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Sewing plans














Well, I got some sewing done today. When I cut my black skirt, I also cut a vest from the Knip Mode magazine. Not to wear together, but there was enough fabric left for this vest, which I wanted to make. I made the outer shell and cut the lining (the black dotted fabric), and hope to finish this project this weekend.
On the end of this post there is a description how I made the single welt pocket. I'll write another post to show how I do the lining for such a vest.

There are quite a few other projects that need to be finished and one for this weekend too: my DD wants to make/have a new dress for Christmas and I agreed to make one from the November BWOF issue. Fuchsia pink with black bow is the idea. No opportunity to get bored I guess..... Planning could have been better.

This week I gave up on the idea of finishing my jacket before Christmas: I was misinterpreting something in my Stitch and flip jacket class on Pattern Review, and it became only clear to me what I was not getting at the end of the course. I'm still convinced that it will be a fine jacket, I just waited till it became clear, I've not cut something very wrong or something like that, but there's simply not enough time left. And it's not as if I had nothing to wear!

Further my denim skirt to finish, a lingerie set I want to make and last but not least: I want to try making a bag (how long is holiday season? One month, please tell me it is!).
Call me a fool, but I want to make this bag, while I never made one before. Or is this really not a good idea? Anyone experiences with bag making, please tell me!















Some technique to share: a single welt pocket.
Blogger is not very good in layout with pictures, so the description I have put in a pdf-file too, which you can find here.

Prepare the area for the pocket
Reinforce pocket opening by ironing a 4 cm wide fusible interfacing to the wrong side of fabric
Mark the pocket placement with chalk lines on the wrong side

In my garment there's a dart crossing the pocket. I slashed this open and pressed before applying the interfacing to prevent bulk on one side.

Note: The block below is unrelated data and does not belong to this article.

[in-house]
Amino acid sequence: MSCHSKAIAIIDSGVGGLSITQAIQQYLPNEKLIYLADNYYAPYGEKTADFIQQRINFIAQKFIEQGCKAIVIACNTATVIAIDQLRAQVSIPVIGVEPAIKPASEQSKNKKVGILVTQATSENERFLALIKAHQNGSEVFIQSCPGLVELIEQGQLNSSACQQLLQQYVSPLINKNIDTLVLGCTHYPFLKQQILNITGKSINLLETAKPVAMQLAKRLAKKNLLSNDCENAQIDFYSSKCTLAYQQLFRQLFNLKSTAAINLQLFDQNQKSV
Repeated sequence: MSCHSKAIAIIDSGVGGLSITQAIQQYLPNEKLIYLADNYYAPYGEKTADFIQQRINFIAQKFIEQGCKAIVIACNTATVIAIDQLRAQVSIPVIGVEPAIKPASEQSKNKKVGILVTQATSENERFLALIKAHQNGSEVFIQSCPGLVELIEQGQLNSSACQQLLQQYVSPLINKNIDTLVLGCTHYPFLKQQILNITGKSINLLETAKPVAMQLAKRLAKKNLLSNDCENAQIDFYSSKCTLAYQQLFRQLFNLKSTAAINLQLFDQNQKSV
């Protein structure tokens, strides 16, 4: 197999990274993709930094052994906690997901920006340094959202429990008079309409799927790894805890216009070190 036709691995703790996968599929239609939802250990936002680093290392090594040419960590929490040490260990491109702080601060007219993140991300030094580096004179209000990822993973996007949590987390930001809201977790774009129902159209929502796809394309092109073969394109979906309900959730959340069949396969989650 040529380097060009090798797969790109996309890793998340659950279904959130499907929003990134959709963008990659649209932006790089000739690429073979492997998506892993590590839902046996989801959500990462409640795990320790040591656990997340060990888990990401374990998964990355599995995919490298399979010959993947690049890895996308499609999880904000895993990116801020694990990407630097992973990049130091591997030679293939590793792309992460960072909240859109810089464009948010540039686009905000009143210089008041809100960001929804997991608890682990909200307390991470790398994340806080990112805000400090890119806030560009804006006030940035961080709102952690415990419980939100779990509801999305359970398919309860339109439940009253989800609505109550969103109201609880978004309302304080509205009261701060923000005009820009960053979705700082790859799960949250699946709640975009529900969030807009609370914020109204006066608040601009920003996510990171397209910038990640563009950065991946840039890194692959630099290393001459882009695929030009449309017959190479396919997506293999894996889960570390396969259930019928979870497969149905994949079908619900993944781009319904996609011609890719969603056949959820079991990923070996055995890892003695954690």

Baste along these chalk lines, so that you can see the lines on the front of the garment. The distances between the horizontal lines is the height of the welt.


Fold strip for welt in half lengthwise, wrong side inside and press .
Mark the width of the welt with chalk or baste this line (no separate picture, you can see it on the picture below)


Pin welt on right side along placement line.


On right side, pin fabric for back pocket over attachment line, right sides together.


On wrong side stitch horizontal lines on the basted lines, exactly to the corner. Use smaller stitches towards the corner and make sure the length is exact.


Cut the fabric between line, make a diagonal clip towards the corner. Don't cut the welt.


I graded the seams of the welt, because the fabric is a bit thick. When the fabric is not that thick, you can leave this step out.


Pull/fold the welt and back pocket part to the inside. Press the seamlines.
Pin the pocket lining to the seam of the welt, stitch.


From the inside, pin lining and back pocket to the triangle and the welt.
Stitch very close to the front of garment, preferably with a zipper foot. Stitch pocket too.


Press from the right side. The pocket is finished.

Comments

  1. Very nice pocket - I will definitely keep this in mind next time I do one and I'm doing research before I sew.

    I do love your lining - unexpected for tailored vest.

    ReplyDelete
  2. Sigrid your pocket is beautiful!
    I am sure you won't have any trouble whatsoever making this bag. I find that making bags, no matter how "tricky" they can seem, is much easier than making garments.

    ReplyDelete
  3. Thanks for the pocket tutorial (and in PDF, very handy to keep in the files).

    ReplyDelete
  4. Great tutorial and flawless results! Well done Sigrid!

    ReplyDelete
  5. I hopelessly looked for such a tutorial when I made some and it took me a week to get it right ;o) WHat a simple and clear way to explain stuff. Thanks and Merry Christmas.

    ReplyDelete

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